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Conference Poster Year : 2015

Electrophysiological Effects of Direct Electrical Stimulations During Awake Brain Surgery: Methodological Considerations


IRECT electrical stimulation (DES) has long been used to perform real-time functional mapping of the brain. More recently, this technique was introduced in the neurosurgery of slow-growing and infiltrative brain tumors to guide the resection with great success. By generating transient perturbations, this method allows the real-time identification of both cortical areas and subcortical networks that are essential for the function. Thus, as much as possible, non-functional tissue can be removed while minimizing the sequelae. However, the understanding of the electrophysiological effects of DES and, in particular its remote propagation, remains an open and key question. DES can be used to probe on-line and in-vivo the spatio-temporal connectivity and the dynamics of functional networks by associating electrophysiological recordings. Such methodology has been performed using electrocorticography (ECoG) and implanted grids on the surface of grey matter for pre-surgical planning of drug resistant epileptic patients. Some of these results suggest a local cortico-cortical propagation of evoked potentials (EPs) with DES. However, the propagation through subcortical pathways and at distant sites needs more direct evidences. To investigate more remote effects of DES (i.e. cortico-subcortico-cortical EPs), electroencephalographic (EEG) recordings would be of some interest. Intra-operative EEG recordings were studied to analyze if and how stimulation currents spread at distant sites and more especially if they can be perceptible in the " controlesional " hemisphere. In other words, does DES induce EPs? Does DES modify the frequency contents included in the natural activity of the brain? We also aimed to measure the effects of DES on functional connectivity, i.e. to determine if DES modifies the correlation between the different EEG signals between the pre, intra and post-DES phases. To our knowledge, this approach has never been performed. Data were collected during an awake brain surgery (without interfering with the surgical routine) for one patient harboring a right frontal hemisphere tumor and under local anesthesia. Neural activity was recorded from the surface of the skull (EEG, sampling frequency of 2048 Hz) on 4 sites (3 controlesional sites: F3, C3 and O1 and 1 ipsilesional site: O2; the lesion was centered on F4, Fp2 and F8). DES was delivered with a bipolar electrode using standard parameters (biphasic square pulse, 60 Hz, ~ 2 mA). First we tried to measure EPs when DES is applied cortically and subcortically. To maximize the EPs while minimizing the noise and the artifacts, EEG signals were synchronized and averaged upon a given time window (500 ms). The phases when DES is applied can be recognized by the appearance of artefacts on the natural EEG activity. However, whereas EPs have been observed in ECoG [2, 3], no EP was detected in our EEG data. With a 60 Hz frequency, stimulation artefacts can hide EPs. Indeed, the nervous time of conduction is close to the stimulation period, in particular for the interhemispheric transfer (around 20 ms). Choosing a stimulation frequency lower than 60 Hz could limit artefacts and make the detection of EPs easier. In consequence it is planned to study the time-frequency content of the neural data. To reduce bias and variance problems, multitaper spectral estimation could be used. We will look for modifications of the spectrum for each period of stimulation, before, during and after DES. In addition, functional connectivity also remains to be studied by looking at the correlation between signals from various electrodes, especially between electrodes located in the ipsi vs. controlesional hemisphere. We will present the setup, the data analysis protocol and the preliminary results.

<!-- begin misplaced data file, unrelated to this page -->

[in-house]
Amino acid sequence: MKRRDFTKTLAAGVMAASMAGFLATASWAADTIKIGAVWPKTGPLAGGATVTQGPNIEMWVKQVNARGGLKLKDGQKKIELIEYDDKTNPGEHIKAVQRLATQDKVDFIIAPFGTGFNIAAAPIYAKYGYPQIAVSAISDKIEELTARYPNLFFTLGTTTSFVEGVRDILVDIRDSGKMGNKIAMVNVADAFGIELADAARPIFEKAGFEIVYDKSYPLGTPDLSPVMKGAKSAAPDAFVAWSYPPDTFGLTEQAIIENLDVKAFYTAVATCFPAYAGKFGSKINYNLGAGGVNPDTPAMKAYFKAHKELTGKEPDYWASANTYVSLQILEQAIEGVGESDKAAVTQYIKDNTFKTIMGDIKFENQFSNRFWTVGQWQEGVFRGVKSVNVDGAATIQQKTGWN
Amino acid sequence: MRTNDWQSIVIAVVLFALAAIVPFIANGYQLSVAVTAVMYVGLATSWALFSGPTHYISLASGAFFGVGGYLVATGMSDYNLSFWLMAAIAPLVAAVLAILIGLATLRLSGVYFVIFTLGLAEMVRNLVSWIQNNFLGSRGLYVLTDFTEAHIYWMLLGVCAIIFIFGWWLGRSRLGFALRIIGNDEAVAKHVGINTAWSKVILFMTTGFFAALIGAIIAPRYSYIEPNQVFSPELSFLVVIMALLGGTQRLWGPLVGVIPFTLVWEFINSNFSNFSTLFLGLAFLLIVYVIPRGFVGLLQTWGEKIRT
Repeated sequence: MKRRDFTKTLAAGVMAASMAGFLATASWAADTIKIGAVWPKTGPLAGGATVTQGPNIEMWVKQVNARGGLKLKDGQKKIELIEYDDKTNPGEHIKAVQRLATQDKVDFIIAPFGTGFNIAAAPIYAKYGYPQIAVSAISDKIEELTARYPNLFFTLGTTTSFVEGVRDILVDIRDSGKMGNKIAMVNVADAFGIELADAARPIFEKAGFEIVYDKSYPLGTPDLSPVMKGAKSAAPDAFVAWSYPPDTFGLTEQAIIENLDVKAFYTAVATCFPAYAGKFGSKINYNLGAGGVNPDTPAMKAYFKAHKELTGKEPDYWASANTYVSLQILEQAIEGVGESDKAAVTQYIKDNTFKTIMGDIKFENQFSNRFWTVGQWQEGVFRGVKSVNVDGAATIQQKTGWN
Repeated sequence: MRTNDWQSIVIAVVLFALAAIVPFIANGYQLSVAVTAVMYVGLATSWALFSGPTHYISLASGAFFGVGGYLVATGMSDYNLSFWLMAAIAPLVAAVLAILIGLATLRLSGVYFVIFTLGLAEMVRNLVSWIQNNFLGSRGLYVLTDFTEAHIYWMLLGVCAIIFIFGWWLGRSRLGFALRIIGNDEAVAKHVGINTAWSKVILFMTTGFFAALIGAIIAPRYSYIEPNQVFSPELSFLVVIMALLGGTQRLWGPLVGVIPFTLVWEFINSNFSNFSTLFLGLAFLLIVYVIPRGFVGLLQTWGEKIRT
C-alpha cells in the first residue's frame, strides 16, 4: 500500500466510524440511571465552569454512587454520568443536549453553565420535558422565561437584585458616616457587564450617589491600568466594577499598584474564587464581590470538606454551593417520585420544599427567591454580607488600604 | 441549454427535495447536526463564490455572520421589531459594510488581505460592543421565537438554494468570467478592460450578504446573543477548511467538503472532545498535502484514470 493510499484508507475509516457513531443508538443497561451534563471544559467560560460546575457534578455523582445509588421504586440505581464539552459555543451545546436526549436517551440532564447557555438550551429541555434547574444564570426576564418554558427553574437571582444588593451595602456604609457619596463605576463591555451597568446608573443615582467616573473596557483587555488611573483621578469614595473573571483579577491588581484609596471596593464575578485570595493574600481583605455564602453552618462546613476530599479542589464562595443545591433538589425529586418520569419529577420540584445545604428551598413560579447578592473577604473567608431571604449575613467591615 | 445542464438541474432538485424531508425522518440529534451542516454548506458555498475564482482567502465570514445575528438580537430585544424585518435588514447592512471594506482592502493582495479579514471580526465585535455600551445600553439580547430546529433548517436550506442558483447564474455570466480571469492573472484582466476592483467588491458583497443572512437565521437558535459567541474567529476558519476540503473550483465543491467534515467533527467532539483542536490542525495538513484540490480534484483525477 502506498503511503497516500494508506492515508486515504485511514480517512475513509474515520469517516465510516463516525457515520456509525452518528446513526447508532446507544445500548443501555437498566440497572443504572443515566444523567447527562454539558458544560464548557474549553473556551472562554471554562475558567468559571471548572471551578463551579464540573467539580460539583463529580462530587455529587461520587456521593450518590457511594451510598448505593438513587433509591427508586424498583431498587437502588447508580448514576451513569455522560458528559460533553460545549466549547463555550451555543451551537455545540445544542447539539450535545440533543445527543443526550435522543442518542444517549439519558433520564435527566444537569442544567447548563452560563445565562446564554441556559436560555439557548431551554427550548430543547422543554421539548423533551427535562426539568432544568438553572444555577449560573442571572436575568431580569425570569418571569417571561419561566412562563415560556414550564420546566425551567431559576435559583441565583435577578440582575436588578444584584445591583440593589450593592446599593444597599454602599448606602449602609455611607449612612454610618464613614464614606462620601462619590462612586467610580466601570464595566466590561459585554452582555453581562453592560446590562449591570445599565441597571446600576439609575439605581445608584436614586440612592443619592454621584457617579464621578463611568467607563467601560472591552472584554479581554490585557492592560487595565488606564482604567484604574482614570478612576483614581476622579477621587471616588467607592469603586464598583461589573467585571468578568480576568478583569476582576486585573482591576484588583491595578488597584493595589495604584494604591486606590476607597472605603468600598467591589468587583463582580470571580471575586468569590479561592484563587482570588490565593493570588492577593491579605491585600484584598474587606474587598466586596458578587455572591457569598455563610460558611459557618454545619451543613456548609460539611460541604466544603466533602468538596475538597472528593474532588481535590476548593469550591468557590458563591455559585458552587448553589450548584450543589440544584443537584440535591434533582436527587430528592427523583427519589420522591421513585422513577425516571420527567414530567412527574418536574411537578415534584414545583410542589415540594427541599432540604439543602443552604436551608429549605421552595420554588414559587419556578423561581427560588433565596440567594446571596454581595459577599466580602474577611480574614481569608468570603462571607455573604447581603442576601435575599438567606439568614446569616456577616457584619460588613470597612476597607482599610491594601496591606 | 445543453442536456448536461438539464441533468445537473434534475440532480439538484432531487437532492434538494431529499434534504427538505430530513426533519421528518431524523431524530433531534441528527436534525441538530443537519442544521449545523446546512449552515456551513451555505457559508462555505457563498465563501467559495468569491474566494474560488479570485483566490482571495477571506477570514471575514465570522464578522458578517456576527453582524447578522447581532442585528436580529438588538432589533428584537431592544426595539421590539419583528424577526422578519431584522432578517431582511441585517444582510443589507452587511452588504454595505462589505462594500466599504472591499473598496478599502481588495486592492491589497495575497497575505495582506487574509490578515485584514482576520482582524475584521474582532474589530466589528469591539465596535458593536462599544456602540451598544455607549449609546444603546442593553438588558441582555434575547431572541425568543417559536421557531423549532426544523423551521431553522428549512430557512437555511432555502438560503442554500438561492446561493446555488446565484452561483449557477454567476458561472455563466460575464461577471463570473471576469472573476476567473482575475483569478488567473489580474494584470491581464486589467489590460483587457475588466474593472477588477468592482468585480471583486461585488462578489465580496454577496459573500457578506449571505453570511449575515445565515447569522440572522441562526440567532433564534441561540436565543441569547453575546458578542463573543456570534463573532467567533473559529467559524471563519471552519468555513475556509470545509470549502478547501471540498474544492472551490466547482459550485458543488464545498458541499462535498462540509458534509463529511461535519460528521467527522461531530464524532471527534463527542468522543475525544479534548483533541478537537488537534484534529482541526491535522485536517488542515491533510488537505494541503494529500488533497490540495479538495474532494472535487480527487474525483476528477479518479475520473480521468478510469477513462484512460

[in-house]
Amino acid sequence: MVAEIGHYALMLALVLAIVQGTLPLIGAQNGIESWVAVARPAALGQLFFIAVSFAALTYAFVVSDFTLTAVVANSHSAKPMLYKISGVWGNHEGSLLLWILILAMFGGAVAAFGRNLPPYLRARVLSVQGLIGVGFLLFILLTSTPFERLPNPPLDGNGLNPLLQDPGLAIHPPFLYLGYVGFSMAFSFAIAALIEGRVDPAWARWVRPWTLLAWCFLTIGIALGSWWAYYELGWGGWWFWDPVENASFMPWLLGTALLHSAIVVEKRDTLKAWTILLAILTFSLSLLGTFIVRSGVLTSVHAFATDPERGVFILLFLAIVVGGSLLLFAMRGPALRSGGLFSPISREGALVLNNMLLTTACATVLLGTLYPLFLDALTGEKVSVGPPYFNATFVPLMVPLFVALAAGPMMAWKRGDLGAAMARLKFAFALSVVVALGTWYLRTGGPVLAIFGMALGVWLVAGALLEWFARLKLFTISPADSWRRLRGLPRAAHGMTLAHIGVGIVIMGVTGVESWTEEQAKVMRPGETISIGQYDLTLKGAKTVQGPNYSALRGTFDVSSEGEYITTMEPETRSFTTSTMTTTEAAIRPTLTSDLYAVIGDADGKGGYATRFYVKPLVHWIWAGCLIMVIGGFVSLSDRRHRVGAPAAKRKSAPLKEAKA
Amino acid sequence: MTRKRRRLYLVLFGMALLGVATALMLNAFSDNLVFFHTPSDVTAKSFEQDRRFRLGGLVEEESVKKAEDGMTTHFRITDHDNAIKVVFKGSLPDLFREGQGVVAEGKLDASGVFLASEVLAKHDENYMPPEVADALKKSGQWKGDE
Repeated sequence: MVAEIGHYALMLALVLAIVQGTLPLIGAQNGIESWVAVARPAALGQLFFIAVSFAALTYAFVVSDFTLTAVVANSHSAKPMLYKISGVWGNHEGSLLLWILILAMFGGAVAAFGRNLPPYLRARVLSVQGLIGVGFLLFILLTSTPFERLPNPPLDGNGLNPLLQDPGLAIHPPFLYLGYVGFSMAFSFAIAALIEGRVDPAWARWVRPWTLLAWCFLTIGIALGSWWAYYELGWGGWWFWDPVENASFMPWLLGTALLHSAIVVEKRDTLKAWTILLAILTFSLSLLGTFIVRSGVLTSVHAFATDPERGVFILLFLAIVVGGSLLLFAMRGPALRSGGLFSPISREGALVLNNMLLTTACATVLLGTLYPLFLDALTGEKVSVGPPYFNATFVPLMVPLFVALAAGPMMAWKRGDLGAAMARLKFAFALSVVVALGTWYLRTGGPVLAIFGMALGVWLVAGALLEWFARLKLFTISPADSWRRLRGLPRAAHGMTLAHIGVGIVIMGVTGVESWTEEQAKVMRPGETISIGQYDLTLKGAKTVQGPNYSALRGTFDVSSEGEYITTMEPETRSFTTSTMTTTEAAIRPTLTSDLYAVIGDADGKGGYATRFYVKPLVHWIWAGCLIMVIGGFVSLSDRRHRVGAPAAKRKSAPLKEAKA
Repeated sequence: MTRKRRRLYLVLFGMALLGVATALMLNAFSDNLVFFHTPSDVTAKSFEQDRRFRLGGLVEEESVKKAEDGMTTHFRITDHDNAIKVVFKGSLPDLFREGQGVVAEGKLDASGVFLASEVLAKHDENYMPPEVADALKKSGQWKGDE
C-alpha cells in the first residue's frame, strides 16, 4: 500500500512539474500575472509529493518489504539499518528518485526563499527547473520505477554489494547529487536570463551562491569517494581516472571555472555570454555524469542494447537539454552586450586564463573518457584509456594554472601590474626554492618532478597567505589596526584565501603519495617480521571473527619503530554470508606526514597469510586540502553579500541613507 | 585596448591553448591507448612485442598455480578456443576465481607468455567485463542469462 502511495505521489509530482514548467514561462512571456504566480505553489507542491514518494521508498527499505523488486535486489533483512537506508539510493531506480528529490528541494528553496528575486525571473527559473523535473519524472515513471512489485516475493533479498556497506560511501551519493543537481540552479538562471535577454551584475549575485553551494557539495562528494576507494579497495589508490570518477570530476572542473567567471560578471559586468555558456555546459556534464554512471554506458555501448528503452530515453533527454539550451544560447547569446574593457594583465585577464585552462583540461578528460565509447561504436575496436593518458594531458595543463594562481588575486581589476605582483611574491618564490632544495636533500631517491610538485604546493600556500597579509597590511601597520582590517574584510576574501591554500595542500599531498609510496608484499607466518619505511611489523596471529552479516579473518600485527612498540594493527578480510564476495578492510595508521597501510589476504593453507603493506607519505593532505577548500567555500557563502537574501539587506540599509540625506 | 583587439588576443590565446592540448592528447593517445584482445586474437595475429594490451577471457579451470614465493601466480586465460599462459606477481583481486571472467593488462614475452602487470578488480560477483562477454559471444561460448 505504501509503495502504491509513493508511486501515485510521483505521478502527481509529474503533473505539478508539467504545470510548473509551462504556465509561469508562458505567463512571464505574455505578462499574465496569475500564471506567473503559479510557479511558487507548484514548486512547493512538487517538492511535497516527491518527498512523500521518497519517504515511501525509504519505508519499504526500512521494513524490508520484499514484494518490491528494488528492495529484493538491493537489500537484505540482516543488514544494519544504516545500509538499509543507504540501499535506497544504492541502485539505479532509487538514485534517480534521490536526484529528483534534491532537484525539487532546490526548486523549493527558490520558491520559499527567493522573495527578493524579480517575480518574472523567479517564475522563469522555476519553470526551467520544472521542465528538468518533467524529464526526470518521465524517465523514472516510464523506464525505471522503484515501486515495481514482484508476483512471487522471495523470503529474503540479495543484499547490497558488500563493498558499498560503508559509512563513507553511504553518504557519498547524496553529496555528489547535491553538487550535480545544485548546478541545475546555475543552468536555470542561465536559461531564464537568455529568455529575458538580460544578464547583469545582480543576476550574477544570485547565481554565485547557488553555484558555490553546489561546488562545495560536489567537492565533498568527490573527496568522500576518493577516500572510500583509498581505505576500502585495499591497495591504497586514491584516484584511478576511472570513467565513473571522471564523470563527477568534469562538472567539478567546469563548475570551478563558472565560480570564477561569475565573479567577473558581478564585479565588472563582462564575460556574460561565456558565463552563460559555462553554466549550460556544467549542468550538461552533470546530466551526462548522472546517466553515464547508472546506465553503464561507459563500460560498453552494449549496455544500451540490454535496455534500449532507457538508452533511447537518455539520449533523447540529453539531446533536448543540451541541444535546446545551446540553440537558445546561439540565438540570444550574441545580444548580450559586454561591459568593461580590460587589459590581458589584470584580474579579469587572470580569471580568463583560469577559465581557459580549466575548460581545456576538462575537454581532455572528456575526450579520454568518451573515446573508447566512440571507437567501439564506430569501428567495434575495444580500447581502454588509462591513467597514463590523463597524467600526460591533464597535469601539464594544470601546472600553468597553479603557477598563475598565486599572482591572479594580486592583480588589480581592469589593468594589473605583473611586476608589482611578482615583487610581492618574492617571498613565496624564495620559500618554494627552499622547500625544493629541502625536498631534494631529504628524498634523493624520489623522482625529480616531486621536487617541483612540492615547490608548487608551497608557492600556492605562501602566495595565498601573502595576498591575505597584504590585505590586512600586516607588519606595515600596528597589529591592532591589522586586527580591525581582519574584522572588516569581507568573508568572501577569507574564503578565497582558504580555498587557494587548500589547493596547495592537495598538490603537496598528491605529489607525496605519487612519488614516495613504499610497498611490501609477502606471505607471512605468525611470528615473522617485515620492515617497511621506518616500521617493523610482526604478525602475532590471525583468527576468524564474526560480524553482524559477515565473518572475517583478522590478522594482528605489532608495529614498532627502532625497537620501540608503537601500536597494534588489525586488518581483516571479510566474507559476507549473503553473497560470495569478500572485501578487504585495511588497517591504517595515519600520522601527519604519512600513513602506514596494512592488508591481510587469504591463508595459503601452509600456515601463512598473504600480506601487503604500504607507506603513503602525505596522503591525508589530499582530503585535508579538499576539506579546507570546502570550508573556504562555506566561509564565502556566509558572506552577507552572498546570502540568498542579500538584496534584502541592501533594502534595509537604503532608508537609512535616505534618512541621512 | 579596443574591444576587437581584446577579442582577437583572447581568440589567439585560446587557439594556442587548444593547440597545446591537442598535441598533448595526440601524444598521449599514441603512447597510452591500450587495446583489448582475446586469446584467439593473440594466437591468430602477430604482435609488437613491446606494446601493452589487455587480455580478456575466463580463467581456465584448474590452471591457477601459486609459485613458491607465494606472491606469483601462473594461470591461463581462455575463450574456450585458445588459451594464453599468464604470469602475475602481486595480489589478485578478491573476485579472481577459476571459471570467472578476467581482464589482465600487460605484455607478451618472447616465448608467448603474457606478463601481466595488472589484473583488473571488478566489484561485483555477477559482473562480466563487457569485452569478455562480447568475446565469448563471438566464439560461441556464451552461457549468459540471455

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lirmm-01237991 , version 1 (04-12-2015)


  • HAL Id : lirmm-01237991 , version 1


Marion Vincent, François Bonnetblanc, Mitsuhiro Hayashibe, Olivier Rossel, Bénédicte Poulin-Charronnat, et al.. Electrophysiological Effects of Direct Electrical Stimulations During Awake Brain Surgery: Methodological Considerations. NER: Neural Engineering, Apr 2015, Montpellier, France. IEEE/EMBS, 7th International Neural Engineering Conference, 2015. ⟨lirmm-01237991⟩
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